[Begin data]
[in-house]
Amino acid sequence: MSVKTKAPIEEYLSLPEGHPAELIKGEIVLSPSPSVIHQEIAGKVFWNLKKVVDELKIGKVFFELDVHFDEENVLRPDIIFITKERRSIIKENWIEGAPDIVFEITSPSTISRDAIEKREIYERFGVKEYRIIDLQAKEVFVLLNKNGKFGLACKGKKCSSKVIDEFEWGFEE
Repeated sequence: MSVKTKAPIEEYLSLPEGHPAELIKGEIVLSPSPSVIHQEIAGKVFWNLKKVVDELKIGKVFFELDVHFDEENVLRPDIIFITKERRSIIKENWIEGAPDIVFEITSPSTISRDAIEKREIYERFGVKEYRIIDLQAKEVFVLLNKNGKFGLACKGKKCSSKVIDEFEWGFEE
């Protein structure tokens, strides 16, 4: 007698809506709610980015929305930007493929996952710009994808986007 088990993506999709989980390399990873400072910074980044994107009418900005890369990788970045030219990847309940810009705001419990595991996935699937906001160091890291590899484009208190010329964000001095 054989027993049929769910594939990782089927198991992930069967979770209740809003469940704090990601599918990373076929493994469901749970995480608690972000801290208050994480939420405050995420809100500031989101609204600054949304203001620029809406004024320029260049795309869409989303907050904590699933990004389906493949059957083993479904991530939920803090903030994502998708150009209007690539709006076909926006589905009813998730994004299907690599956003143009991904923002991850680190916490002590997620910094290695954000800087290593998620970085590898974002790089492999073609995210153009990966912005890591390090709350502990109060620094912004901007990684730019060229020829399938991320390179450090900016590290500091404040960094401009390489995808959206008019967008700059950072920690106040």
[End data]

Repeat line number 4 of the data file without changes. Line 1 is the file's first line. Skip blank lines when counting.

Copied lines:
């Protein structure tokens, strides 16, 4: 007698809506709610980015929305930007493929996952710009994808986007 088990993506999709989980390399990873400072910074980044994107009418900005890369990788970045030219990847309940810009705001419990595991996935699937906001160091890291590899484009208190010329964000001095 054989027993049929769910594939990782089927198991992930069967979770209740809003469940704090990601599918990373076929493994469901749970995480608690972000801290208050994480939420405050995420809100500031989101609204600054949304203001620029809406004024320029260049795309869409989303907050904590699933990004389906493949059957083993479904991530939920803090903030994502998708150009209007690539709006076909926006589905009813998730994004299907690599956003143009991904923002991850680190916490002590997620910094290695954000800087290593998620970085590898974002790089492999073609995210153009990966912005890591390090709350502990109060620094912004901007990684730019060229020829399938991320390179450090900016590290500091404040960094401009390489995808959206008019967008700059950072920690106040």